The Meg Foundation Origin Story Part 1:

How a near fatal car accident 30 years ago set the stage for where we are today.

This is part one of our four-part series we call “Pause & Reflect.”  We are taking a moment to dig a little deeper into our origin story, including why we exist, how we came to be, the impact we've had in the past five years, and our grand plans for the future. In this post, Dr. Jody Thomas, founder and CEO of the Meg Foundation, goes way back to high school and shares how a freak accident became her personal call to action.

There is something so distinctive and horrific about the sound of metal crushed against metal, especially when accompanied by an explosive shattering of glass. 

Just a moment earlier my 17-year-old self had calmly been driving home from a dance rehearsal. Now I was laid out on the front seat of the car, staring at the twisted metal that had once been the top of my antique 1957 Chevy Bel Air. I was covered in 40 years of dust and tiny shards of impossibly sharp glass. I was too shocked to feel the pain yet, but I could hear distant panicked voices screaming at unseen others to “Call 911!”

Thanks to the shock, memories of the day are flashes and moments. I remember feeling utterly confused finding myself in the back of an ambulance, strapped to hard board, in a neck brace, oxygen tubes up my nose, an IV in my arm. I was struggling to breathe, but the ambulance drivers dismissed it as panic and told me I “just needed to calm down.

Moments later, it was clear just how wrong they were. By the time we reached the Emergency Room, my heart rate was dangerously low. As it turns out, all my ribs on the right side of my body were broken. Part of the third one had broken off and punctured both my lungs, which were collapsing. This made it impossible to breathe. My heart was struggling to keep beating under the increasing pressure from the heavy lungs.

If something didn’t happen soon, I was going to die.

The medical team literally tied me down to the surgical table with my arms strapped above my head. There was no time to consider the rest of my broken bones as they focused on keeping me alive. There was no time for anesthesia. As the nurse frantically cut off my clothes, the doctor quickly cleaned the skin on my side over my upper ribs.  He looked me in the eyes and said, “I’m so sorry, but if I don’t do this, you are going to die.”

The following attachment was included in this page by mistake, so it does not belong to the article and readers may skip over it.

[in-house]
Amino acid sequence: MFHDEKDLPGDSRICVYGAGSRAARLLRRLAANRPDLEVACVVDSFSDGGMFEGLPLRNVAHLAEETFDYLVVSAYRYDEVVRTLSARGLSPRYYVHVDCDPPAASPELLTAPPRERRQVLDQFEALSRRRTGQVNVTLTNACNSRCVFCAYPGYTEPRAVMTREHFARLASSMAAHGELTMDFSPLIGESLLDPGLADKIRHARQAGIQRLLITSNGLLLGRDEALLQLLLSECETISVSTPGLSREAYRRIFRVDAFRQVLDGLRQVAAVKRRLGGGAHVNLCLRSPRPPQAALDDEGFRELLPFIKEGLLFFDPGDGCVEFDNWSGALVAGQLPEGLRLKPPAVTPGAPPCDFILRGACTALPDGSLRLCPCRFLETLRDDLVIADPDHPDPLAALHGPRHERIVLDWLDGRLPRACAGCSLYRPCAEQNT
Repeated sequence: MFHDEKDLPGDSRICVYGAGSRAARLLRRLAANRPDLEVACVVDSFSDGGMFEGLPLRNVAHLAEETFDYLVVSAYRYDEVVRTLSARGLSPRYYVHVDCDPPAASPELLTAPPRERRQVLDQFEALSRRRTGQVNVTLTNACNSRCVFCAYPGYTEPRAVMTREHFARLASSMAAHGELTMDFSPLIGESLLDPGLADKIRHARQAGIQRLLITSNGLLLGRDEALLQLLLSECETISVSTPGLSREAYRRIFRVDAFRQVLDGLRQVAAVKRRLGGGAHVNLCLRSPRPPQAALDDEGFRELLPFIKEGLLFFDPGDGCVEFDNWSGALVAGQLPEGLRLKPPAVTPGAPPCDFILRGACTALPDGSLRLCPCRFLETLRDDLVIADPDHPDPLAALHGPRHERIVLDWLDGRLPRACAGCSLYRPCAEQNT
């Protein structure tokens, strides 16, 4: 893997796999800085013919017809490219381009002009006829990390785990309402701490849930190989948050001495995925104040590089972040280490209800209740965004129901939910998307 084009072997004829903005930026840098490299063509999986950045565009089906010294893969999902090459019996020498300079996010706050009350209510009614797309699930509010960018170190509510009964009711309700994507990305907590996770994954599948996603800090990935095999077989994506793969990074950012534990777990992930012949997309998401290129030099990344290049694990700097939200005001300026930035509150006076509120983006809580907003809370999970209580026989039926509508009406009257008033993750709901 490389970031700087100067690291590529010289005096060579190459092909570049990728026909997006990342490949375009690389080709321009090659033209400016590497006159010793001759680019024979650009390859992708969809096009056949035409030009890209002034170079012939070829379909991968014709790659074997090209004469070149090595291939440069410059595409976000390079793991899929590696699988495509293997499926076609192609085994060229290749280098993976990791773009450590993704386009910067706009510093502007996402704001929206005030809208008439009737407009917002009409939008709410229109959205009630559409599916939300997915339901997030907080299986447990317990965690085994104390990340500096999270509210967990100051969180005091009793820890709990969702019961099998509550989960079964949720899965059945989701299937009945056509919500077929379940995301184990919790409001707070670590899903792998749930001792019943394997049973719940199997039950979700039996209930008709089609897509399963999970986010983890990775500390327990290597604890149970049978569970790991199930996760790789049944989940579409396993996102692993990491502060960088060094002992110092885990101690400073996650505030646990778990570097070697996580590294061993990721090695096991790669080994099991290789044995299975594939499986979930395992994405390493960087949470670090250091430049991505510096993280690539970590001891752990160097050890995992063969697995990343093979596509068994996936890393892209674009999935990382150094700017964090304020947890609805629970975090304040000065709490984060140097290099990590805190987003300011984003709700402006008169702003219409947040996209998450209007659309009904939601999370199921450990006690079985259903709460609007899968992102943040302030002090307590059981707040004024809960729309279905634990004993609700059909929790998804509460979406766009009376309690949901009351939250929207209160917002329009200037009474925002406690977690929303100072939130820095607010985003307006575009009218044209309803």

I watched as he cut into my flesh, and put his finger into my chest and pulled the broken rib from my collapsed lung. Moments later, he inserted a chest tube to drain the fluid and re-inflate my lung. The pain was beyond what my brain could comprehend.

I can’t say I remember what happened next. They tell me it was just a second or two later that I “coded,” which means in normal human-speak that my heart stopped.  Just like we’ve all seen a million times of those doctor dramas, they used the shock paddles to bring me back.

I’m eternally grateful for the incredible team that saved my life. Technically, I died that day. And though I’m still alive and kicking 30+ years later, the truth is that part of me died that day and never came back.

And that turned out to be a very good thing.

The road to recovery was long, painful, and gave me a perspective that changed my life.

A stint in the intensive care unit, weeks in the hospital, and months at home doing rehab had a massive impact. I became intimately familiar with pain, both physical and emotional. My body healed, and the rest of me transformed too.

Typical teenage concerns like who was dating whom, classes, and grades no longer seemed important. I yearned to feel like I was doing something that actually meant something to someone other than myself. I had survived. I wanted to DO something that was worthy of this gift I had been given.

That was hard to find in high school.

But a year and a half after the accident as a college freshman, my search for meaning found a target.

I started volunteering on the pediatric oncology unit at Lucile Packard Children’s Hospital at Stanford. I spent countless hours playing games, doing art projects, and entertaining kids while they went through chemo infusions and endured long hours of cancer treatment. 

It was truly an honor to play any role in helping these kids through the insanely difficult treatment process. It felt amazing to give parents enough peace of mind that they felt okay going to get a little lunch in the cafeteria knowing I was playing with their kiddo. From the beep of the IV machines and the smell of antiseptic to the smooth bald heads and huge smiles, I fell in love with every aspect of it.

I had found my place. I had found my path.

Looking back, that path leads straight to founding the Meg Foundation.  But that is another story, or more accurately, another blog

Click here for Part Two!

About the Author

Dr. Jody Thomas is a licensed clinical psychologist, and specialist in pediatric medical illness and trauma. A well-known expert in pediatric pain who teaches internationally on the subject, she is also a founder and the former Clinical Director of the Packard Pediatric Pain Rehabilitation Center at Stanford, and a former Assistant Professor at the Stanford University School of Medicine. Though she now lives in Denver, CO, she still serves as Adjunct Faculty for Stanford, providing supervision and teaching. As a consultant for the Lucile Packard Children’s Hospital at Stanford, she directs projects on the integration and innovation of pain management using tech-based intervention. Her passion for bringing together the power of medical science, technology and design to transform the way we think about kids and pain led her to her current focus but it’s her role as a mom of two that solidified her path in creating the Meg Foundation.